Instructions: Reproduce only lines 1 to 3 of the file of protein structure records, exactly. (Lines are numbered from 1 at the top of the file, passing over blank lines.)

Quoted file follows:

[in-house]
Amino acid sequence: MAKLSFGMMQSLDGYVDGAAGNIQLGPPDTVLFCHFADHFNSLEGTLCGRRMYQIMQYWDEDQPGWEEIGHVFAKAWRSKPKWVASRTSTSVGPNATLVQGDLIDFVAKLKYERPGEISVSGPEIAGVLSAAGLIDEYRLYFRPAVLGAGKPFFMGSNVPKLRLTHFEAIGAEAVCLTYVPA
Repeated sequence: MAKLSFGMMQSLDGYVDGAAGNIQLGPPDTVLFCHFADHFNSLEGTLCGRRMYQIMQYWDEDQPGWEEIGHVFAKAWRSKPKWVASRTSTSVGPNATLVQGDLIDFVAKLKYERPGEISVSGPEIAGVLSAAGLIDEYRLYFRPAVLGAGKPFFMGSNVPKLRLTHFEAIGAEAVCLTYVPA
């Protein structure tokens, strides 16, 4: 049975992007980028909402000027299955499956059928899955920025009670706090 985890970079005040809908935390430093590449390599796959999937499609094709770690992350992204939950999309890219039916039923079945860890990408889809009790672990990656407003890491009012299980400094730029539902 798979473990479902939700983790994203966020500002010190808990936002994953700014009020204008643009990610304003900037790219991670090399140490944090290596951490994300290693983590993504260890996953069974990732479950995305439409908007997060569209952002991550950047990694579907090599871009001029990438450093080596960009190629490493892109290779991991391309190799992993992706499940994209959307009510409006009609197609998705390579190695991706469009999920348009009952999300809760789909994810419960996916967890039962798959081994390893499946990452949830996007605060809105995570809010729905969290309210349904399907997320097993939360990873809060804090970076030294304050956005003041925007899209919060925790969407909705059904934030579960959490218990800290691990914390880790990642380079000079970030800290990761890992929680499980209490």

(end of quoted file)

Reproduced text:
[in-house]
Amino acid sequence: MAKLSFGMMQSLDGYVDGAAGNIQLGPPDTVLFCHFADHFNSLEGTLCGRRMYQIMQYWDEDQPGWEEIGHVFAKAWRSKPKWVASRTSTSVGPNATLVQGDLIDFVAKLKYERPGEISVSGPEIAGVLSAAGLIDEYRLYFRPAVLGAGKPFFMGSNVPKLRLTHFEAIGAEAVCLTYVPA
Repeated sequence: MAKLSFGMMQSLDGYVDGAAGNIQLGPPDTVLFCHFADHFNSLEGTLCGRRMYQIMQYWDEDQPGWEEIGHVFAKAWRSKPKWVASRTSTSVGPNATLVQGDLIDFVAKLKYERPGEISVSGPEIAGVLSAAGLIDEYRLYFRPAVLGAGKPFFMGSNVPKLRLTHFEAIGAEAVCLTYVPA